Philosopher Martin Heidegger wrote about existential boredom, which he describes as a fundamental attunement or a general mood, rather than a response to an external stimulus (i.e. a boring opera). The boredom he discusses is a broader, more life-absorbing concept than the one I’m searching to describe: Heidegger finds boredom important because it lays bare the facts of life that are usually obfuscated by the minutia of living, most notably time. Time is never more present than when you’re feeling bored; you can feel every second inch along, each slower than the last. In this way, boredom gets you closer to understanding the world as it is, not as it appears.
Most philosophers who write about boredom focus on this existential boredom. Andreas Elpidorou is the most prolific exception: A philosophy professor based at the University of Louisville, Elpidorou has written extensively about the exact type of boredom I experience in a dark theater. He doesn’t describe the unfocused, vague mood that eats at existentialists’ hearts, but a locational and durational sensation. Elpidorou’s boredom has a beginning and an end, and is caused by a specific event. Elpidorou finds this type of episodic, situational boredom fascinating because it is “an unstable emotion that seeks its own undoing.” There’s a volitional component to situational boredom—it inspires a pivot, a consideration of what one deems valuable. To be bored in this way is to desire change.
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In the theater, however, any type of shift must happen internally. I almost never walk out of a show; once I’m seated, I’m committed. Instead, this desire for change turns inward. I start fantasizing and wishing. Boredom feels empty and hopeless, but within that lack of meaning lies a rare opportunity for free association, dreaming, and desiring.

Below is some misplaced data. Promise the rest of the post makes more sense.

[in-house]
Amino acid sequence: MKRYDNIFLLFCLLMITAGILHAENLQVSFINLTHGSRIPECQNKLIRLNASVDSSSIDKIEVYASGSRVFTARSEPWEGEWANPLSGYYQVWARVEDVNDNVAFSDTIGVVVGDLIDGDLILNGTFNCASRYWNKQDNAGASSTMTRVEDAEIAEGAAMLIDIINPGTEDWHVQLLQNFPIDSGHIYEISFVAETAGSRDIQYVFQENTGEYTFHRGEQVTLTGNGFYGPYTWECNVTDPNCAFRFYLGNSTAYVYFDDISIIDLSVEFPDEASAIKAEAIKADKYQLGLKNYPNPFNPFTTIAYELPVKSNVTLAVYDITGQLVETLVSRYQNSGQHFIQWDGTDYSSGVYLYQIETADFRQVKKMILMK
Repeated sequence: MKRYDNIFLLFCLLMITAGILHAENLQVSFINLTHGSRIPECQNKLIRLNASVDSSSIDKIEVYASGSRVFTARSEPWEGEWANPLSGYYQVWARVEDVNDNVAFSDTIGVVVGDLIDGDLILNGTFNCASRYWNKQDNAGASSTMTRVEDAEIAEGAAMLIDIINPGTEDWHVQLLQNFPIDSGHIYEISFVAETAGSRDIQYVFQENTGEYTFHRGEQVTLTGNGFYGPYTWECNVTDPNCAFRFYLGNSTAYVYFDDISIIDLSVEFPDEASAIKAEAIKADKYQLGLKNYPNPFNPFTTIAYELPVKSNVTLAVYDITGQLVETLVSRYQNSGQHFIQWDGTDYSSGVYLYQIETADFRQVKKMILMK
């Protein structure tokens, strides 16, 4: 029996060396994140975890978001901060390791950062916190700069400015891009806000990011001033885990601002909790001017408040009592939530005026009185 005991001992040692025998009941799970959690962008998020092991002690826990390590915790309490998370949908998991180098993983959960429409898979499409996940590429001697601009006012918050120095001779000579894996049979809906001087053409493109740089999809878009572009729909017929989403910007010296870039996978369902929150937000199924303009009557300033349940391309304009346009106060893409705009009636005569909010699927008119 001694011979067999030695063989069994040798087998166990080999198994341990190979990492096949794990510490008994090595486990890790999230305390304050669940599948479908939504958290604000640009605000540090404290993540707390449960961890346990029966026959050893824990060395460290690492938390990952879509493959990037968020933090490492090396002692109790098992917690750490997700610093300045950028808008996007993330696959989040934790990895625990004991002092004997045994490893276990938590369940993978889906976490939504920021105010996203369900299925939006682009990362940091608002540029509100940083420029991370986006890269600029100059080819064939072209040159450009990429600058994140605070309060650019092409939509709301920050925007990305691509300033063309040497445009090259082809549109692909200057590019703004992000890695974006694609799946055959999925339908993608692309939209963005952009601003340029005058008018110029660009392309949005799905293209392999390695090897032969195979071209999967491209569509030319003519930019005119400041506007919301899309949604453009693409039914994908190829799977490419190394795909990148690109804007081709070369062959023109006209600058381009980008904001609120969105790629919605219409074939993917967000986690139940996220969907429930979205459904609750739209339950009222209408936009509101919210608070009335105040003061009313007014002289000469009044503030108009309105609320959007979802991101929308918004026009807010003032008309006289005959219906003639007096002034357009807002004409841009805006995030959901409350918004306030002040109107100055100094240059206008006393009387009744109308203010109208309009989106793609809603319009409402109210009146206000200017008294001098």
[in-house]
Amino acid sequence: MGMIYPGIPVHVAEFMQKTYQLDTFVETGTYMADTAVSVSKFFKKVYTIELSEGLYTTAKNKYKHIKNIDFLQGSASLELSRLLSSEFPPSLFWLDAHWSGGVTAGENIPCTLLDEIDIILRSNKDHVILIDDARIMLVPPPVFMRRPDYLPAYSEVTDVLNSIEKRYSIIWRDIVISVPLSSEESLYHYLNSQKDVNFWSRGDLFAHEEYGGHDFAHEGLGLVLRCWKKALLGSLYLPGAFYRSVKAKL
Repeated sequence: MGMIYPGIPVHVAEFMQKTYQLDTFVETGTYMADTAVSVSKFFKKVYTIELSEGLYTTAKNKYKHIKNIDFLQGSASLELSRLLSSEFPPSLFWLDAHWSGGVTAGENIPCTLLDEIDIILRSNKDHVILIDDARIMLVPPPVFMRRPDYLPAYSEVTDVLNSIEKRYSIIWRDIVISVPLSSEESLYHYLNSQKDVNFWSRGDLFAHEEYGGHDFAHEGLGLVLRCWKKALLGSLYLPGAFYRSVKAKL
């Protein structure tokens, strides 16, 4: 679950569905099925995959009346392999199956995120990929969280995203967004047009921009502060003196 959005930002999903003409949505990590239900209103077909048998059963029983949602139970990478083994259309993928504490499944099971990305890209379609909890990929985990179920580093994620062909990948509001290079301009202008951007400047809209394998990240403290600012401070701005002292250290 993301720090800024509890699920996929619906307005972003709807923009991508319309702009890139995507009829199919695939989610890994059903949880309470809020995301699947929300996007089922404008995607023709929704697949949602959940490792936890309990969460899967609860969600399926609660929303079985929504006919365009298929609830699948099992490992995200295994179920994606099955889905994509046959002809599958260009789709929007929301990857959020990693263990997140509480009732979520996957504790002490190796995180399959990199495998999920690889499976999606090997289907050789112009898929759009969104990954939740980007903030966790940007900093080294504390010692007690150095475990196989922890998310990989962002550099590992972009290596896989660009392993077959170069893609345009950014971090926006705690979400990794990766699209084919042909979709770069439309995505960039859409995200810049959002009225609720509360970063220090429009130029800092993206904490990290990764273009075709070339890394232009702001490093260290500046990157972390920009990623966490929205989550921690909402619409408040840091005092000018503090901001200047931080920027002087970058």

The forced emptiness felt through boredom leads us to the bottom of the dark watering hole of our psyches. The anger, frustration, jealousy, and hope that lives down there is important, even though it’s painful to wade through the discomfort. Dull opera performances are some of the only places I ever experience this sensation full force. Even if we could completely eradicate boredom from our opera houses—should we? Although a complete lack of distraction is painful, I sometimes feel transformed by the longing it inspires. I long to sing more, to sing better, to be kinder. It is a gift to live in a world full of so many wonderful and interesting distractions, but it is also a gift to let your mind wander for a few hours with nothing to tether it to earth but a bird man lying about killing a serpent.
In her book 100 Essays I Don’t Have Time to Write, playwright Sarah Ruhl expresses her love for the “sensual fullness” of someone falling asleep in the theater, “head lolling.” In her fantasy, the audience is lulled to sleep by her play; wakes up to see something deliciously strange happening onstage; then drifts off again, allowing their “private dreams” to merge with the performance. That type of access to the subconscious allows for play, free association, and connection making. It expands our relationship with our inner selves.
Boredom is never just boredom. Boredom is a medium through which other feelings, wishes, and desires can bloom. It’s a fertilizer, a conduit for self-interrogation. Within its emptiness lies space, to imagine and dream, to move, pivot and potentially transform. By accepting the doldrums of a darkened opera house, I give myself the gift of self-knowledge. By accepting my inability to focus on art I deeply love, I give myself the gift of wanting. ¶